These contrasting numbers put forth the question- Are employees truly satisfied? Or are they simply accepting their fate by “making do” with their current employers because of a difficult job market? Which brings us to the employee-end of the talent acquisition spectrum. 

How can organizations hire better talent in 2020? 

Organizations must innovate and incorporate the latest technologies to attract the right talent: 

  • Predictive and prescriptive analytics: Organizations must move beyond mere applicant-tracking-systems, and use data analytics and artificial intelligence. Analytics can help forecast workforce requirements, and help take critical build-versus-buy decisions, to suit the business strategy. 
  • Candidate experience: 2020 will be a candidate-driven market, and employers must offer an engaging and transparent recruitment process. Investing in AI-driven recruitment solutions can help mechanize manual tasks such as candidate updates and screening. Recruiters can then focus on real conversations and connect with potential employees to better engage them.  
  • Employer branding and recruitment marketing: HR must curate the employer value proposition (EVP) to build an appealing yet realistic picture. More than 75% of job seekers research about a company’s reputation and employer brand before applying*. Marketing oneself as an “employer of choice” means showcasing the culture, values, working ways, policies and processes that resonates with the target-group. For example, to attract digital-natives, the EVP must include posts, videos, and leadership-speak on digital ways of working. Recruiters must market through various channels such as social media, campus hackathons, company webpage, website, podcasts, etc.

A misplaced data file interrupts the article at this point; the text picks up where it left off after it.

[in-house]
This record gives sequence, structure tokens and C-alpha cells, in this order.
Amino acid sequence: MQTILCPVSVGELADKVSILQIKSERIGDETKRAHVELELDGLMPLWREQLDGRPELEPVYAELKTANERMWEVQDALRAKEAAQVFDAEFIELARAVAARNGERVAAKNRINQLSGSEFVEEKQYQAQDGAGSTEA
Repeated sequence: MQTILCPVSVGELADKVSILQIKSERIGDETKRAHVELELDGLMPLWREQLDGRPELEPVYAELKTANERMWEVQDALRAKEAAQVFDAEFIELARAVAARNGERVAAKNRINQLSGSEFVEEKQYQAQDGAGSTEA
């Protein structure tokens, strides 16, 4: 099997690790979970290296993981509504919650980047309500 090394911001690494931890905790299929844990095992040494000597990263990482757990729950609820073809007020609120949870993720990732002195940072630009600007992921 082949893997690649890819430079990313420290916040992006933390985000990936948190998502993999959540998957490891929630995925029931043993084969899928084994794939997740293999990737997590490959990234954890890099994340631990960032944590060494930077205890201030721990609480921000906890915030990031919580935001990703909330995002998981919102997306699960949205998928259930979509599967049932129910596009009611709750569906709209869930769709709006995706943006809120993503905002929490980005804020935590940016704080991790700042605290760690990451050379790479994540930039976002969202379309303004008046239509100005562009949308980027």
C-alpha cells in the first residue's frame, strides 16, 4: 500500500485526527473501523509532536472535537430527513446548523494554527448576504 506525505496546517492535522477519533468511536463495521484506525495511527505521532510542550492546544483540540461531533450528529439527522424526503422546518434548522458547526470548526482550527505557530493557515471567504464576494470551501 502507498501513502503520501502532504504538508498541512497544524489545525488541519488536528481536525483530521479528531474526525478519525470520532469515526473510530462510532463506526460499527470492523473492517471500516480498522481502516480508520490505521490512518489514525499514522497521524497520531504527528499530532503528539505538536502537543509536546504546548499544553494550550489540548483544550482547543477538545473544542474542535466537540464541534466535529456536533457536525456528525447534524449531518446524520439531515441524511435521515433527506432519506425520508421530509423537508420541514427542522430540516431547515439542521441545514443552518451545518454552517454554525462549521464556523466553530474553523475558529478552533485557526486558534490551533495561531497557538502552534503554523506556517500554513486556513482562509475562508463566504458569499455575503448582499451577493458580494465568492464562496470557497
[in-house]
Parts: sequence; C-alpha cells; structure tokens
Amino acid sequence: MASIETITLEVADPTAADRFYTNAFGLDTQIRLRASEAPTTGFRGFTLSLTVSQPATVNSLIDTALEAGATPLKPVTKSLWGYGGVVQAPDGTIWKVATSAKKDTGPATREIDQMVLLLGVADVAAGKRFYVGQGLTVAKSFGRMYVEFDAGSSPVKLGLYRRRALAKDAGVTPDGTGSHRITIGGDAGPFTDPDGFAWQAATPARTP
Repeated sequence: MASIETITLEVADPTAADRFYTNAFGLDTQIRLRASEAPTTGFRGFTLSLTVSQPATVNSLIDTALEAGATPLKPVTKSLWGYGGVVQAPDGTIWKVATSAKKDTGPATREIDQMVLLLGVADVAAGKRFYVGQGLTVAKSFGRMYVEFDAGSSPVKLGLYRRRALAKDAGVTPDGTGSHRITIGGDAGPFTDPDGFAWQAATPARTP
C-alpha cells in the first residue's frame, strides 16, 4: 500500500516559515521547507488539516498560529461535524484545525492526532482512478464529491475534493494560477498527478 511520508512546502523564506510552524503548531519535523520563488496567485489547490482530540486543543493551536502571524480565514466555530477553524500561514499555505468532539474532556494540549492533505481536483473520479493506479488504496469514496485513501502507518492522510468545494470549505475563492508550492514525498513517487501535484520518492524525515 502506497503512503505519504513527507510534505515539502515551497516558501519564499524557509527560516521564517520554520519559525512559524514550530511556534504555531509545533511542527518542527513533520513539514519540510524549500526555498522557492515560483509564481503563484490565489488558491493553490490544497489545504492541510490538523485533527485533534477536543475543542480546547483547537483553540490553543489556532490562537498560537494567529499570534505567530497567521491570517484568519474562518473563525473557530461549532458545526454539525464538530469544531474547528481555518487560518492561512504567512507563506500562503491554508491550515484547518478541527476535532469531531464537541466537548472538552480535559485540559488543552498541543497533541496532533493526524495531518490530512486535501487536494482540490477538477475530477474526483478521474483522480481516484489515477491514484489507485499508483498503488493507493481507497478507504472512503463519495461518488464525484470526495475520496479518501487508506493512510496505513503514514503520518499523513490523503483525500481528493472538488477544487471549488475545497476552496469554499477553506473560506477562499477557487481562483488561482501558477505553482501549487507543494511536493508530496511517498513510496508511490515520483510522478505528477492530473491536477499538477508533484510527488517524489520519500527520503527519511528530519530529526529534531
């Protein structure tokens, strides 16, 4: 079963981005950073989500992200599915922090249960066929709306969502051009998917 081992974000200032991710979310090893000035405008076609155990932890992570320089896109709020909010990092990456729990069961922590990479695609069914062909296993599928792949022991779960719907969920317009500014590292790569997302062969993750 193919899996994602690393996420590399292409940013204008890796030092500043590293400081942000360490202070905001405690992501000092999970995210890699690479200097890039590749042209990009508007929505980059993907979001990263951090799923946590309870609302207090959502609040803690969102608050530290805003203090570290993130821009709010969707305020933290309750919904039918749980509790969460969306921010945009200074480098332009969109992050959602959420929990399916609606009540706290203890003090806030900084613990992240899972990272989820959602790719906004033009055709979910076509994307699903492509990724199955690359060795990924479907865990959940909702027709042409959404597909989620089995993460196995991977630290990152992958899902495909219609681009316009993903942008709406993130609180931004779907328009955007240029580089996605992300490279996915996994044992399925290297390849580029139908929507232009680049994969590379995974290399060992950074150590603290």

• Engagement and retention initiatives: In a competitive talent market, retention statistics may appear high due to the looming uncertainty, but neglecting employee engagement and retention efforts can prove the biggest mistake. Employers must offer more than just good pay- meaningful work, career development, career pathing, inspiring and transparent leadership, learning and development avenues, challenging assignments, global mobility and leadership development. Special focus needs to be given to employees with less than two years tenure, and millennials, since they present the “turnover red zones”. Effective onboarding can go a long way in creating employee stickiness.   

Employees who are planning to switch companies cited the lack of career progress (37%) and lack of challenge in the jobs (27%) as the two top factors in influencing their career decisions. 

Addressing the talent conundrum is no longer just a recruiter’s job, it requires a holistic talent strategy involving all HR and business functions. The way ahead is to complement technology-skills with softer skills such as leadership and cognitive skills, culture-fit, and hiring for potential. For this, HR needs to relook at the recruitment process and make it more comprehensive at every stage i.e. through sourcing-screening-assessment-selection-onboarding. HR leaders must drive this change by actively seeking CXO buy-in. Revamping talent processes in line with the labour realities is no longer a good-to-have, it is a must-have for organizations that want to leverage their talent and build a competitive advantage. 

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Topics: Talent Acquisition, #Outlook2020